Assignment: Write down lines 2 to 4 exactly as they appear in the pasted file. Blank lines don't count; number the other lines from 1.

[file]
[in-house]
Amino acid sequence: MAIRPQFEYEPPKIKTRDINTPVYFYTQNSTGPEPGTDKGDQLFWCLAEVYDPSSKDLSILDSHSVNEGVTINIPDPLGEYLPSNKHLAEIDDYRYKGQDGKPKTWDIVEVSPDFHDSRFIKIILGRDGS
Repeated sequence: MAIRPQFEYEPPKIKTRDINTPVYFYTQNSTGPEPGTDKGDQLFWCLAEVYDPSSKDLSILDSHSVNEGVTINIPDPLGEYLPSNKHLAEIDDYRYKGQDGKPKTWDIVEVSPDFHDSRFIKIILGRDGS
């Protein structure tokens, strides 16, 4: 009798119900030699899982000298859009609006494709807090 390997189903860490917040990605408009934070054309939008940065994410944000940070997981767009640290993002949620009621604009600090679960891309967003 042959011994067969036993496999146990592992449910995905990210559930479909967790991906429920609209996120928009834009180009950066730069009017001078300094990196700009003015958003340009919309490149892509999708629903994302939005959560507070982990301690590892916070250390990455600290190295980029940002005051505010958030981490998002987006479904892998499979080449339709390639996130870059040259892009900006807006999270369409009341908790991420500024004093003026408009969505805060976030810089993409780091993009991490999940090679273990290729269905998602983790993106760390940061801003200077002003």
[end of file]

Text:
Amino acid sequence: MAIRPQFEYEPPKIKTRDINTPVYFYTQNSTGPEPGTDKGDQLFWCLAEVYDPSSKDLSILDSHSVNEGVTINIPDPLGEYLPSNKHLAEIDDYRYKGQDGKPKTWDIVEVSPDFHDSRFIKIILGRDGS
Repeated sequence: MAIRPQFEYEPPKIKTRDINTPVYFYTQNSTGPEPGTDKGDQLFWCLAEVYDPSSKDLSILDSHSVNEGVTINIPDPLGEYLPSNKHLAEIDDYRYKGQDGKPKTWDIVEVSPDFHDSRFIKIILGRDGS
């Protein structure tokens, strides 16, 4: 009798119900030699899982000298859009609006494709807090 390997189903860490917040990605408009934070054309939008940065994410944000940070997981767009640290993002949620009621604009600090679960891309967003 042959011994067969036993496999146990592992449910995905990210559930479909967790991906429920609209996120928009834009180009950066730069009017001078300094990196700009003015958003340009919309490149892509999708629903994302939005959560507070982990301690590892916070250390990455600290190295980029940002005051505010958030981490998002987006479904892998499979080449339709390639996130870059040259892009900006807006999270369409009341908790991420500024004093003026408009969505805060976030810089993409780091993009991490999940090679273990290729269905998602983790993106760390940061801003200077002003």